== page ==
- The conspiracy was, primarily, to launch ‘revolt’ against Pakistani rulers by Bengali officials and soldiers in Pakistani military, Naval and Air force. The plan was actually led by a Naval Commander Moazzem Hossain who was accused No 2.
- Total 35 persons were accused (a total of 1509 were arrested) in the Chargesheet including Sheikh Mujibur Rehman as No 1 accused. The case was tried in a tribunal and there were altogether 227 witnesses including 11 approvers. Four approvers later turned hostile. The Chargesheet had 100 paragraphs (**Names of the accused are given below.)
- Though Sheikh Mujibur Rehman (Bangabandhu) was not personally present in Agartala, among the conspirator accused No 3 was also a ‘Mujibur Rehman’ who was a ‘Bengali Steward in Pakistan Navy ( having no 066508’) and he had an active role in the ‘conspiracy’. This Steward Mujibur was also later killed by unidentified assailants on January 8, 1972, soon after Bangladesh Liberation.
- Some documents indicate that Sheikh Mujibur though not personally involved, he had, however, been well aware of entire plan and had several –at least four meetings -with them in Karachi as well as in Bangladesh from 1964-66. He had full support for them. However, Sheikh Mujibur was also known to have told the officers involved in plan (conspiracy) not to take any decision in haste..
- On Indian side P N Ojha, First Secretary to Indian High Commission in Dhaka was reported to have played the key role in helping the ‘conspirators’. Though Commander Moazzem Hossain was the key person and leader of the rebel group that planned ‘Revolt’ he was more involved in higher level planning and meetings with Bengali political leadership spearheaded by Sheikh Mujibur and Indian officials. At field level many important tasks were carried out on his behalf by Bhupati Bhusan Choudhury alias Manik Choudhury, treasurer of Awami League in Chittagong. He was also, besides Moazzem Hossain, a link between Ojha and the rebels. PN Ojha was declared persona non grata by Pakistan following the expose.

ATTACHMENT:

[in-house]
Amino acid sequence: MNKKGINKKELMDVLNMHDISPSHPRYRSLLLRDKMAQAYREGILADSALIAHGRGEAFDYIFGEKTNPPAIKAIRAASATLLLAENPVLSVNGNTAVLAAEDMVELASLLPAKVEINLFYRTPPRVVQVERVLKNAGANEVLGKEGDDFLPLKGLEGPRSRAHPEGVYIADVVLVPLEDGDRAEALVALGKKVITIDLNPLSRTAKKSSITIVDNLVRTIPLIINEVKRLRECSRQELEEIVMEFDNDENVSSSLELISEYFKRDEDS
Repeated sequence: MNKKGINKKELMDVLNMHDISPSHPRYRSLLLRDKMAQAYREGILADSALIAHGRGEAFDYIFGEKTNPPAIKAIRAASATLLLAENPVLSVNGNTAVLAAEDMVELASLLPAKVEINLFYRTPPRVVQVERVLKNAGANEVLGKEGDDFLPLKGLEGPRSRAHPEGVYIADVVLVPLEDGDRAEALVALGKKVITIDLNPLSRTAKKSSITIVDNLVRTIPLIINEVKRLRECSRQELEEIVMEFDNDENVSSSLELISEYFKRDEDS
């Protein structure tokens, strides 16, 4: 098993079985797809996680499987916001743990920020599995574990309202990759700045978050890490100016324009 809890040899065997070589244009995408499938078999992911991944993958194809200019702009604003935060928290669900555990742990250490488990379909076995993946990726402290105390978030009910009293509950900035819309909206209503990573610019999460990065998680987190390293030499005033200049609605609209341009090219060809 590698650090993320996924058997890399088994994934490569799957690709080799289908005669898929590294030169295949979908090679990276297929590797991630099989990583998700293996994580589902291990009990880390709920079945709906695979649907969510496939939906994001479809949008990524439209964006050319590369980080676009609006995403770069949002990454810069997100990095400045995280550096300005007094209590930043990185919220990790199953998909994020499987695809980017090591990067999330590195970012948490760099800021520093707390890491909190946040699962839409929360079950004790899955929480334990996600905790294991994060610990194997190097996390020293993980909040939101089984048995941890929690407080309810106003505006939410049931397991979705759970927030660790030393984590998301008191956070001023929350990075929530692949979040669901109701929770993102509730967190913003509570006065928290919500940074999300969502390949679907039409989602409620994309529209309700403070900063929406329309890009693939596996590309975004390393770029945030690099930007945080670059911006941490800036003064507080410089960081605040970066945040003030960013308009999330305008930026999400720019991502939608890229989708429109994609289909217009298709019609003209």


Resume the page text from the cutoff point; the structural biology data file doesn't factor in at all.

- Though there were many who were part of the plan but it was actually two persons- Steward Mujibur ( accused No 3) and Ali Reza (accused No 33)- who held meeting with Indian officials (of IB Foreign deptt) in Agartala. THIS WAS AGARTALA CONSPIRACY. Reza, a teacher by profession not a military man, was also the leader in the meeting.
- Some sources indicated, not confirmed though, that one Col Menon of IB’s Foreign Department (which was later turned RAW) met them in Agartala and Col. Menon was nom de guerre of K Sankaran Nair who later became RAW chief after R N Kao and also headed ASIAD in Delhi. Nair later also became Indian Ambassador to Singapore.